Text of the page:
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2. Indwelling Sin as a Law


In this chapter Owen will explore in greater detail what he means when he talks about the “dominion” and “efficacy” of the remainders indwelling sin in the soul of a Christian. What does it mean that sin is still regarded as a “law in” believers though it is not a “law unto” them? How does it exert its power in our experience? These are important questions for all Christians to come to grips with, but especially new Christians, lest they go astray, doubting their salvation and/or commitment to the Lord. In the end, all Christians must remember and meditate on the truth that no matter how powerful they might find the law of indwelling sin (and it is powerful), the far greater fact—which Owen reminds us of at the outset—concerns the work of the Spirit, which in its power and consistency is also likened to a “law” in Romans 8:2 (cf. Eph 1:19):

8:1 There is therefore now no condemnation for those who are in Christ Jesus. 8:2 For the law of the life-giving Spirit in Christ Jesus has set you free from the law of sin and death.

So then, armed with the Spirit-animated truth about our salvation, let us move on to Owen’s discussion of the power of indwelling sin. Caution: Owen’s discussion of the pervasiveness of sin’s power in our lives will seem overdone by the standards of some today, but he is certainly closer the Biblical mark than any moderns. So then, let us ditch the moderns, as one writer has wisely said, and let us proceed forward with Paul, who I find Owen to properly interpret. Owen’s discussion is not just chicken soup for a hungry soul, it is good medicine for the depraved soul. There is no healing until a correct diagnosis has been given. As Karl Barth once said, “If Jesus Christ died on a cross in our place, then I guess we know what our place is!” Let us never forget that it took a cross to reconcile us to God, not just a polite conversation between two parties at odds. The problem is much worse than we 21st century techno-geniuses have psychologized—even in our more sober moments. Thus, Owen pulls no punches in discussing sin’s hold over Christians, nor is he in any way stranger to grace and power. But, the latter never seem to become a reality in our daily experience until we are literally smitten with the depth of the depravity of our own souls. “Nothing good lives in me,” that is, “in my flesh,” says the apostle of grace.

A Detailed Discussion of the Argument of Chapter Two

Owen says that there are two things which attend every law as law, and so it is with the law of indwelling sin. First, as a law, indwelling sin has “dominion.” Second, as a law, it carries with it punishments and rewards, depending on how one reacts to it. Let’s take a closer look at these two ideas.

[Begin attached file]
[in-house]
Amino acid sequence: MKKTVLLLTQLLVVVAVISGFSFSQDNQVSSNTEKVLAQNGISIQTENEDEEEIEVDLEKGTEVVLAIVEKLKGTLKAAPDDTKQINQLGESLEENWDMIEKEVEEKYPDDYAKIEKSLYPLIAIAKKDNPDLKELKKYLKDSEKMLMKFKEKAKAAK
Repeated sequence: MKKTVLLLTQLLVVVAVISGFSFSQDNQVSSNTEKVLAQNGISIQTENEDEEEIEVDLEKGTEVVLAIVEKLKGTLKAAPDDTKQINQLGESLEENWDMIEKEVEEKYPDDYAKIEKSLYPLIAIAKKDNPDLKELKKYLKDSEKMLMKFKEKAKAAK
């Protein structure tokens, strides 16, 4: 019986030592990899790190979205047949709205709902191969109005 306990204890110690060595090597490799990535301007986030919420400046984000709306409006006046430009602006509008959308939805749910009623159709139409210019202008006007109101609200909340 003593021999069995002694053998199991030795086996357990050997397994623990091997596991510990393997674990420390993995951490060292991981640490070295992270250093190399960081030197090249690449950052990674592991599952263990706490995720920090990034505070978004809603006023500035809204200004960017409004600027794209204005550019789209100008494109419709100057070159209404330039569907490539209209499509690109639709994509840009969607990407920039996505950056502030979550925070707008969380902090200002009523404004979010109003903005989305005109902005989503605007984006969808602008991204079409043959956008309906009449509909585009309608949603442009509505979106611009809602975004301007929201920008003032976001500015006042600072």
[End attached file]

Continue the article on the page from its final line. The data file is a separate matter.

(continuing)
“The Law Hath Dominion”

    In Romans 7:1 the apostle says “the law has dominion over a man for as long as he lives.” It is in the place of a superior over the man who is properly regarded as an inferior and it is in this context that it exacts obedience from the man. But the precise relationship is a little more sophisticated than this, as Owen points out:

Now, there is a twofold dominion, as there is a twofold law. There is a moral authoritative dominion over a man and there is a real affective dominion in a man. The first is an affection of the law of God, the latter of the law of sin. The law of sin hath not in itself a moral dominion,—it hath not a rightful dominion or authority over any man; but it hath that which is equivalent unto it; whence it is said, basiluein, “to reign as king,” Rom vi. 12, and kurieuein, “to lord it,” or have dominion, verse 14, as a law in general is said to have, chap. vii.1.15

    Owen is saying that the law of sin does not rightfully exercise dominion over us, but it nonetheless acts as a law within us. It is true that indwelling sin has not the same force in us as it has in those who do not know Christ’s liberating power, but again, Owen is quick to point out that it is a law in us. “And though it have not a complete, and, as it were, a rightful dominion over them, yet it will have a domination as to some things in them.”

    This is a difficult point for many of us moderns to grasp and appreciate. We want quick-fixes, painless Christianity, perfect joy, and feelings of never ending bliss—in the here and now! But an implication of what Owen is saying is that this is not continuously possible in this life, for indwelling sin, though weakened considerably (through our co-crucifixion with Christ and the Spirit who now lives in our hearts), still acts with power as a law within us. The law still has efficacy!

    “The Law Hath an Efficacy To Provoke”

    The remainders of indwelling sin in the believer function as a law. Therefore, indwelling sin has power to act and to do so with a measure of ease. Indeed, as with any law, it exerts its power by enforcing rewards and punishments. It is precisely the rewards and punishments attached to sin that gives it its allurement and strength.

    Owen uses the example of Moses to make his point. In Hebrews 11:24-27 the text says:

11:24 By faith, when he grew up, Moses refused to be called the son of Pharaoh’s daughter, 11:25 choosing rather to be ill-treated with the people of God than to enjoy sin’s fleeting pleasure. 11:26 He regarded abuse suffered for Christ to be greater wealth than the treasures of Egypt, for his eyes were fixed on the reward. 11:27 By faith he left Egypt without fearing the king’s anger, for he persevered as though he could see the one who is invisible.